STEPHEN WALT: The first point I would make is that academic disciplines are self-policing. They decide what the norms and incentives are that are going to be rewarded. So if international affairs or political science or public policy schools wanted to have a different set of metrics and a different set of criteria for evaluating faculty, they could decide to do that. Second, one of our criteria for promotion is in fact contributions to public policy or public management. We explicitly in a tenure review have to say, "Has this person's work had any impact, either things they've done in their scholarly work or things that they have actually done by participating directly in government?" So by essentially creating a certain set of criteria, we are telling junior faculty at a school of public policy, "We'd like you to be engaged."

Now, in practice, does that mean every junior faculty has had a big impact? No. I think that we still tend to weight academic contributions for junior faculty more highly than other forms, but you could imagine that set of criteria becoming more widely followed throughout the discipline.

I'd just add a couple of other things. When you are evaluating someone for tenure, look at how often they are cited, but also look at how often they are mentioned in LexisNexis. If they work, say, on terrorism, don't just go to a dozen terrorism scholars and ask what their work is like. Talk to a few people in Washington who work in that area and ask if they ever heard of this person's work, has it ever made any particular contribution. Sometimes the answer will be no, and you might still think the work is very good. But sometimes the answer would be yes, and you would want that information if you were judging someone for promotion.

Ed: click here for source information

SCOBLIC: So what is the sense of the Kennedy School's impact on policymaking?

WALT: I think the Kennedy School has had a lot of impact, as much by its faculty who then participated in government, people like Joe Nye and others, and by people getting involved directly as advisors and consultants. In some areas, I think our scholarly work has had a big impact.

I think many academics have a mistaken view of how policy impact is achieved. They think they will write one book, they will write one article, people will read it, decide it's brilliant, and immediately change. And what's really required, even if you've got terrific research and a great set of insights, is an enormous amount of persistence. Once you have the idea, you can't just put it out there. You have to be willing to shop it. You have to be an entrepreneur of your own ideas. And that's something it seems to me most academics aren't really trained to do and aren't inclined to do.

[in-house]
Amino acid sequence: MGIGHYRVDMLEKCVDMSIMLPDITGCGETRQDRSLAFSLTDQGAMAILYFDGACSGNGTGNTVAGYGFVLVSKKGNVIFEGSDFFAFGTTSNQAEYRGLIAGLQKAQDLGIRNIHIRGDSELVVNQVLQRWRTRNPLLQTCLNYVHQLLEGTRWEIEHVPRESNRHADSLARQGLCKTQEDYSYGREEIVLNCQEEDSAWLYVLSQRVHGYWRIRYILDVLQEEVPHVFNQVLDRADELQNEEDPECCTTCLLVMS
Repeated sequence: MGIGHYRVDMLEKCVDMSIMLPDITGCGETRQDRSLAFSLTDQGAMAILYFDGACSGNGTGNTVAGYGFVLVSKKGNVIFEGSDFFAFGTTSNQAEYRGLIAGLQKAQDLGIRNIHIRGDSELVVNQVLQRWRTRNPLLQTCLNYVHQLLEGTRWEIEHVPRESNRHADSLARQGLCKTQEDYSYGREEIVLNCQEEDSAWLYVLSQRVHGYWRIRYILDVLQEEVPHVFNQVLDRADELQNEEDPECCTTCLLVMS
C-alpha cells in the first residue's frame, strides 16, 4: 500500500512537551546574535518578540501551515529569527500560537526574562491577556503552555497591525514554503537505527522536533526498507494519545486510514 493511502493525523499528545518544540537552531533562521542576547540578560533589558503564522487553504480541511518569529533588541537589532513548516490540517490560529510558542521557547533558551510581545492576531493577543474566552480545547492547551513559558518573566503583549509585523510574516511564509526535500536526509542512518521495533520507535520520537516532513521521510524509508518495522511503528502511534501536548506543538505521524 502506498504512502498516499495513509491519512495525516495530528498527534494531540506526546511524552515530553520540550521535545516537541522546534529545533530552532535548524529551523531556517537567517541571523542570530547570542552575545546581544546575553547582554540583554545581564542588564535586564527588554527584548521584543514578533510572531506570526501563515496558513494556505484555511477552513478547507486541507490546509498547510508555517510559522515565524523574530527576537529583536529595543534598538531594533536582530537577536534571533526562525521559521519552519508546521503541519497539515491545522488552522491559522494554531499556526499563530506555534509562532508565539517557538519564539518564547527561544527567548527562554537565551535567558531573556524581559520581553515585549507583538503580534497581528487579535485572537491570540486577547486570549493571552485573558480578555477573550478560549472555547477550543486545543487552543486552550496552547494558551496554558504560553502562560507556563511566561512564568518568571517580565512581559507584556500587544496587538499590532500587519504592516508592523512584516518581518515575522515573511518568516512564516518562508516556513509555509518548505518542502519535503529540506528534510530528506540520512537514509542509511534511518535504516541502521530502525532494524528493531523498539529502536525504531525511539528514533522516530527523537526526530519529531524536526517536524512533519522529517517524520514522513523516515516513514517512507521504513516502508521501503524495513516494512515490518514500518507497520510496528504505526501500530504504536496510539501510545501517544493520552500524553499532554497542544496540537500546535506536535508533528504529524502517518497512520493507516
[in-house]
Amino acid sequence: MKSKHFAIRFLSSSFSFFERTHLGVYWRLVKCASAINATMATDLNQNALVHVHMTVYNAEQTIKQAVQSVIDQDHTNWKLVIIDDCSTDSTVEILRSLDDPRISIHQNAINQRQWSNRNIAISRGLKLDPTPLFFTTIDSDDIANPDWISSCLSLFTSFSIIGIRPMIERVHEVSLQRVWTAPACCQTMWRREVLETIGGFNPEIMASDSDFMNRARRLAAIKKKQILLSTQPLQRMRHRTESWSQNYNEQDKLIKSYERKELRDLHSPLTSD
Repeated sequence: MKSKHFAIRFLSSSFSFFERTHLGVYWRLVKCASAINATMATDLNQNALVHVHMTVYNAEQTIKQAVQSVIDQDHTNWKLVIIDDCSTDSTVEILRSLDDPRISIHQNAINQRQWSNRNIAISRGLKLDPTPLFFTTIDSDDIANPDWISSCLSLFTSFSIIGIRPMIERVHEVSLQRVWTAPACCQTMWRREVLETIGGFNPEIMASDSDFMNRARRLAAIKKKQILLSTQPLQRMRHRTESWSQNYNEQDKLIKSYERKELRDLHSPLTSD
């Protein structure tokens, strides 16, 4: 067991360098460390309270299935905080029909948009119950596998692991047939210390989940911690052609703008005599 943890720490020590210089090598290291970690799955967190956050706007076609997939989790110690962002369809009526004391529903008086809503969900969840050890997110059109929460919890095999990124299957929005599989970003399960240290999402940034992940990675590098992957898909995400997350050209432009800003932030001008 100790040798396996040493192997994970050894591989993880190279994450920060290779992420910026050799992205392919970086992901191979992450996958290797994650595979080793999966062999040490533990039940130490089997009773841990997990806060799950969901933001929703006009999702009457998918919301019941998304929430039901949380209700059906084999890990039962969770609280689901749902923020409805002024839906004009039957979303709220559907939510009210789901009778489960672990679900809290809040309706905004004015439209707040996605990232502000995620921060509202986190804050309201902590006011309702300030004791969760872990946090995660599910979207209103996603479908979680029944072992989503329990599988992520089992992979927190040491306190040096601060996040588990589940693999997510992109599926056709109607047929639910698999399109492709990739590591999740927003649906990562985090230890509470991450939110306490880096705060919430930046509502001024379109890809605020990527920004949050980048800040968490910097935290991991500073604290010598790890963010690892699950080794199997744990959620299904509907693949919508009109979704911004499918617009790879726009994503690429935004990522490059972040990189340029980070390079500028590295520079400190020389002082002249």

IAN JOHNSTONE: The distinction between a school of international affairs and traditional graduate departments is important, because at schools of international affairs there's a spectrum of things that faculty do. Some are closest to traditional academic work, and some are much further away. There's got to be a mix. And so some are pure academics; others are much more on the public intellectual side. But I think the incentives have to be in place to cultivate that whole range of functions.

SCOBLIC: Bob, when you were in government, what, if anything, did you draw from your own Ph.D. and from academics who were trying to feed material to you?

ROBERT GALLUCCI: Peter, I desperately want to answer your question.

SCOBLIC: But you're not going to.

GALLUCCI: Not exactly.


GALLUCCI: I don't know if my body language gave it up, but I was a little uncomfortable with your prior conversation. There are at least two bodies of conversation we could have. One is the discipline-policy school conversation. For me, the tragedy of that mismatch to me hasn't yet been put on the table, and I want to put that on the table. And then the second part, which I know we all want to talk about, is whether the policy schools are doing what the people in government would have them do to prepare their students for government service, which is more your question.

First part: The way I would capture it is that there is a mismatch between all the talent that goes into the discipline-based departments -- the political science departments, the government departments -- and the policy schools, like Kennedy and Georgetown. It is the difference between the APSIA schools -- the Association of Professional Schools of International Affairs -- on the one hand. And on the other hand, the really talented people who are working on things that I would say are really remote from things that matter in the real world. Some of the very best undergraduates and graduate students in the country are doing work that has nothing to do with improving the human condition. Zero.

It's an incentive situation, so people can have a career and teach. Is it good for policy people? No. They don't come anyplace near any of those disciplinary journals -- never will. It has zero impact, I would say, in any kind of direct way.

So what's it for? Is it for education in some way? Advancing the science of the discipline in some way? Maybe. But I can't believe, given where we are in education in the country, that's a good use of educational money, on the one hand, and, two, all that talent, because as Bruce said, a lot of these young people in these programs want to actually have an impact on the human condition.